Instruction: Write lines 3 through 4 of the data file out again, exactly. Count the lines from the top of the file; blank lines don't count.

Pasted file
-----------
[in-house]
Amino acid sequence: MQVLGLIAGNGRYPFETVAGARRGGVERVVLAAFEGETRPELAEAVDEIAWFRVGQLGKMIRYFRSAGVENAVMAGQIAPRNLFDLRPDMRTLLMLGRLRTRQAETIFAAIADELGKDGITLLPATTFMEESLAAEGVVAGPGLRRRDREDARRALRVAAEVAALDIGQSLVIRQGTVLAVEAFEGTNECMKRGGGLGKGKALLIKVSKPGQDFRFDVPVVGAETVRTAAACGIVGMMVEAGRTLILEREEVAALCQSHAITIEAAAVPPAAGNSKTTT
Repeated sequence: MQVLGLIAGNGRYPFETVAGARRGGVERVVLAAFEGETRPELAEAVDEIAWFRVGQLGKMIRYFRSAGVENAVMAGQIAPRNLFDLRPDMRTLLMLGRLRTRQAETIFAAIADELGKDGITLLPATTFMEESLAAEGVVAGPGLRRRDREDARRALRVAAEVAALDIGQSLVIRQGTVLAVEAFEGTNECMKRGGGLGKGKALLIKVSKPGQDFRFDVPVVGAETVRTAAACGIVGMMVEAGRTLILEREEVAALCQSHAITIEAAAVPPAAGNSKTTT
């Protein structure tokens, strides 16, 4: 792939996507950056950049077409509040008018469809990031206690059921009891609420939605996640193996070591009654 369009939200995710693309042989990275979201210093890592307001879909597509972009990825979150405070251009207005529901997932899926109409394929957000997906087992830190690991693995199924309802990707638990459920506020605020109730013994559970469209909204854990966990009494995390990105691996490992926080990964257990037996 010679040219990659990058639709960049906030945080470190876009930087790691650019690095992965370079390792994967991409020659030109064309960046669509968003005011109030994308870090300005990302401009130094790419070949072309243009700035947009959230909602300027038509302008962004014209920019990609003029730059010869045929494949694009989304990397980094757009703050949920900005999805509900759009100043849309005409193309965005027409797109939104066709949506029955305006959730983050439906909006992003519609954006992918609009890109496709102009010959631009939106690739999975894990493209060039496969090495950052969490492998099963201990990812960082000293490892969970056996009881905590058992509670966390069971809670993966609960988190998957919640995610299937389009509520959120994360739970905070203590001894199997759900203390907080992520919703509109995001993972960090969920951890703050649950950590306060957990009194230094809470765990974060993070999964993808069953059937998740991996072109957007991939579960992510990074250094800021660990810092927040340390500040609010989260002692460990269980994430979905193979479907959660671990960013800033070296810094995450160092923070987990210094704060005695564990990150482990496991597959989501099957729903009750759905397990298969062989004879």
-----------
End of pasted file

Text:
Repeated sequence: MQVLGLIAGNGRYPFETVAGARRGGVERVVLAAFEGETRPELAEAVDEIAWFRVGQLGKMIRYFRSAGVENAVMAGQIAPRNLFDLRPDMRTLLMLGRLRTRQAETIFAAIADELGKDGITLLPATTFMEESLAAEGVVAGPGLRRRDREDARRALRVAAEVAALDIGQSLVIRQGTVLAVEAFEGTNECMKRGGGLGKGKALLIKVSKPGQDFRFDVPVVGAETVRTAAACGIVGMMVEAGRTLILEREEVAALCQSHAITIEAAAVPPAAGNSKTTT
């Protein structure tokens, strides 16, 4: 792939996507950056950049077409509040008018469809990031206690059921009891609420939605996640193996070591009654 369009939200995710693309042989990275979201210093890592307001879909597509972009990825979150405070251009207005529901997932899926109409394929957000997906087992830190690991693995199924309802990707638990459920506020605020109730013994559970469209909204854990966990009494995390990105691996490992926080990964257990037996 010679040219990659990058639709960049906030945080470190876009930087790691650019690095992965370079390792994967991409020659030109064309960046669509968003005011109030994308870090300005990302401009130094790419070949072309243009700035947009959230909602300027038509302008962004014209920019990609003029730059010869045929494949694009989304990397980094757009703050949920900005999805509900759009100043849309005409193309965005027409797109939104066709949506029955305006959730983050439906909006992003519609954006992918609009890109496709102009010959631009939106690739999975894990493209060039496969090495950052969490492998099963201990990812960082000293490892969970056996009881905590058992509670966390069971809670993966609960988190998957919640995610299937389009509520959120994360739970905070203590001894199997759900203390907080992520919703509109995001993972960090969920951890703050649950950590306060957990009194230094809470765990974060993070999964993808069953059937998740991996072109957007991939579960992510990074250094800021660990810092927040340390500040609010989260002692460990269980994430979905193979479907959660671990960013800033070296810094995450160092923070987990210094704060005695564990990150482990496991597959989501099957729903009750759905397990298969062989004879």